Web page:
New currency’s shaky start

Sinqobile Tessa
NEW MONEY: A man displaying the Z$10 note (Pic Singleton Argus)

The new currency continues to dominate discussion as the notes started circulating on Tuesday (April 30, 2024).

Though the government is upbeat (not that they have much of a choice!) about this ‘new era’ in the country’s economy, there are mixed feelings among the general populace, judging from the failed fortunes of our past currencies.

Introduced early April, the ZiG (Zimbabwe Gold) is the country’s sixth currency in two decades.

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So it’s hardly surprising many wonder if it will stand the test of time or it will be yet another failed currency in the not so distant future.

According to the central bank, the new currency is backed by 2.5 tonnes of gold and $100million in foreign currency reserves.

The state media went all out this week to promote the ZiG, which comes in both coins and notes, the highest denomination being 200.

There have been coin challenges in the past, forcing people to accept tokens, pens and sweets as change after buying from retailers.

It’s early days yet but the ZiG is off to a worrying start. The business community still prefer to transact in the US dollar, charging their goods in the greenback and using the black market rate for the ZiG, in a bid to discourage its use.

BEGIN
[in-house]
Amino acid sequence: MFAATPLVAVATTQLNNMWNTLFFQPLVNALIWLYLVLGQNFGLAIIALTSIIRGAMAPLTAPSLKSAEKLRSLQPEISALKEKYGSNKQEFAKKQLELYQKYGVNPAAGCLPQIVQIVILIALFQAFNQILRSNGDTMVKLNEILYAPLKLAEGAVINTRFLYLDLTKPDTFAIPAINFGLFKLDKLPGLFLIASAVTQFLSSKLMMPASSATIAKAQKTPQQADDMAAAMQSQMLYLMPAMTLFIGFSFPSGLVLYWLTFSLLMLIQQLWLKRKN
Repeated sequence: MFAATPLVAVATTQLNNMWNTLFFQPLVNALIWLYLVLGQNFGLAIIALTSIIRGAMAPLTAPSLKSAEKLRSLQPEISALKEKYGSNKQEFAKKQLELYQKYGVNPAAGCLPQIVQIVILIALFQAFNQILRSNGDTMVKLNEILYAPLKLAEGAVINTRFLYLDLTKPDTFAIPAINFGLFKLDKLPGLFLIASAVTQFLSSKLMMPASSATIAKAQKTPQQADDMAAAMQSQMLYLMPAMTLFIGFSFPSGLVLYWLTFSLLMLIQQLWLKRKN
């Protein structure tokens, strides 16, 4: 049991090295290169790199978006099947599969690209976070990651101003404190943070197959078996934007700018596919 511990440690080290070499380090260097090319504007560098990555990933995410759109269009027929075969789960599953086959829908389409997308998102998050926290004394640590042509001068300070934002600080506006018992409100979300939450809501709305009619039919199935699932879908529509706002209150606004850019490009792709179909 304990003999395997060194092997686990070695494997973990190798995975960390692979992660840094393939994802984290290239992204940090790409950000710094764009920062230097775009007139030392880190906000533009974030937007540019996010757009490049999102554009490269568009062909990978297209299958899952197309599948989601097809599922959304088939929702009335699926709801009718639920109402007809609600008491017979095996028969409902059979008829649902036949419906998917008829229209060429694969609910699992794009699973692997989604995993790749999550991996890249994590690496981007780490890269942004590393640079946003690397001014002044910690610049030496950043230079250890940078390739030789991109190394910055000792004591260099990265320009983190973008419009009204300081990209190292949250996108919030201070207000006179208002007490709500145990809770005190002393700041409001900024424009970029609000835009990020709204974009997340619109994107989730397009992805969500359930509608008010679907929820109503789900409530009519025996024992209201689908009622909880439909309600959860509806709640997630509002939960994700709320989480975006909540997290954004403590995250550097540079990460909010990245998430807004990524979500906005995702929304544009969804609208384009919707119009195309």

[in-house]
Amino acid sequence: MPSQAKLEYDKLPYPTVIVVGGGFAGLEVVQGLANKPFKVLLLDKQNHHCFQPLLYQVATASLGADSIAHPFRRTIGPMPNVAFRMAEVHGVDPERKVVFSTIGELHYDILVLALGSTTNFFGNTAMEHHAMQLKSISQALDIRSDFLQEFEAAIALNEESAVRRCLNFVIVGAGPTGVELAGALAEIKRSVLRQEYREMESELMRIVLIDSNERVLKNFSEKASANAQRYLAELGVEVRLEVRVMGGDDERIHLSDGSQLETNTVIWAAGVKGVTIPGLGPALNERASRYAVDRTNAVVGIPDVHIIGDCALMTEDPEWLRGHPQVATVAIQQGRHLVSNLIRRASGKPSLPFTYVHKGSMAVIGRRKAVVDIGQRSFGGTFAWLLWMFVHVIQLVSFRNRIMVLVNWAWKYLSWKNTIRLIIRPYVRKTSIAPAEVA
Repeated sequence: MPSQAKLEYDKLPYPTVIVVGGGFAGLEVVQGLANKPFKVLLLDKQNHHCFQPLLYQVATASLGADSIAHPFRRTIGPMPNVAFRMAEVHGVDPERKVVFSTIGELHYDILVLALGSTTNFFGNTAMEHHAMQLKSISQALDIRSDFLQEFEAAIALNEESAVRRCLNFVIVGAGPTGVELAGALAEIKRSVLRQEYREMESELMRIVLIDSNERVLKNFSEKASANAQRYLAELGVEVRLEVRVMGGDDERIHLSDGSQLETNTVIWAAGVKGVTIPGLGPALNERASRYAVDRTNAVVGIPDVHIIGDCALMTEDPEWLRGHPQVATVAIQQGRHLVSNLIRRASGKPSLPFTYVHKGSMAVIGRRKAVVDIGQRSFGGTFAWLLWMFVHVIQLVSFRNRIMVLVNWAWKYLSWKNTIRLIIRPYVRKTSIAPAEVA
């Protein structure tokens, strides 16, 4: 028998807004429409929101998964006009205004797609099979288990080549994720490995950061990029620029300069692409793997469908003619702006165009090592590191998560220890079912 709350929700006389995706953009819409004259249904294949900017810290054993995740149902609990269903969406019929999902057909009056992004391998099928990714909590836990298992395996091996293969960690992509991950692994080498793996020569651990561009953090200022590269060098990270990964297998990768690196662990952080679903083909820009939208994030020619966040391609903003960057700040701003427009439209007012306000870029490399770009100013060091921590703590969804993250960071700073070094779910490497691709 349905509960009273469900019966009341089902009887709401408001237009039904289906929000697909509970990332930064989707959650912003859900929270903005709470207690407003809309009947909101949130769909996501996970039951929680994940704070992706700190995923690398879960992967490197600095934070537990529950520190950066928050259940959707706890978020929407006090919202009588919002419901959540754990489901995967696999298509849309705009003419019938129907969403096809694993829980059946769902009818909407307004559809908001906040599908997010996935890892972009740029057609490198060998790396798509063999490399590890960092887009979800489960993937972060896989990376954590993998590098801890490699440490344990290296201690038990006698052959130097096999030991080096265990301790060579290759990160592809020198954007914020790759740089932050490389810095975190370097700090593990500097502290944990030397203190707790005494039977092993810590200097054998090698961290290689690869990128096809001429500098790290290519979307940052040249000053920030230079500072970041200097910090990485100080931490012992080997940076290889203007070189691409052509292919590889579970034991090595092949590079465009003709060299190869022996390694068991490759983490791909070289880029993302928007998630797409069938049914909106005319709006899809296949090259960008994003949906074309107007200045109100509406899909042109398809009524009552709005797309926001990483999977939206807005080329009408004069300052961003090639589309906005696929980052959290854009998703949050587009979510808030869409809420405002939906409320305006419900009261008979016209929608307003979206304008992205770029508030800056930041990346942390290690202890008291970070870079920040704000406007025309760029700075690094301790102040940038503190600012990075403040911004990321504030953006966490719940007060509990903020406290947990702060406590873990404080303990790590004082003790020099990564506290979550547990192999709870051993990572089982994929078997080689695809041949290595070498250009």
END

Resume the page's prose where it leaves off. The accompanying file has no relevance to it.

The official exchange rate is currently US$1 to Z$13.43, which by the way means that our ZiG is stronger than the Pula and the Rand!

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I wonder though if the banks in Botswana will accept my ZiG in exchange for Pulas on my next visit….that will be a story for another day but I suspect I already know the ending!

Meanwhile, withdrawal limits have been set at Z$3, 000 and Z$30, 000 per week for individuals and companies respectively as the government tries to paralyze the black market.

More than 60 suspected black market dealers, or money changers as they are commonly called, are in detention following a clampdown by the central’s bank Finance Intelligence Unit.

It remains to be seen if the government will win in doing away with the black market considering that banks don’t exchange the local currency for the US dollar.

The trend has been that people withdraw their local currency and go to the streets to get the US dollars.

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Public transporters will also have a problem as passengers will most likely pay their fares in ZiG yet the currency does not buy fuel.

The Central Bank has said fuel will be sold in forex until further notice as the commodity is also sourced from outside using US dollars.

The mostly likely scenario is that they will insist on payments in US dollars, which will set them on a collision course with the government.

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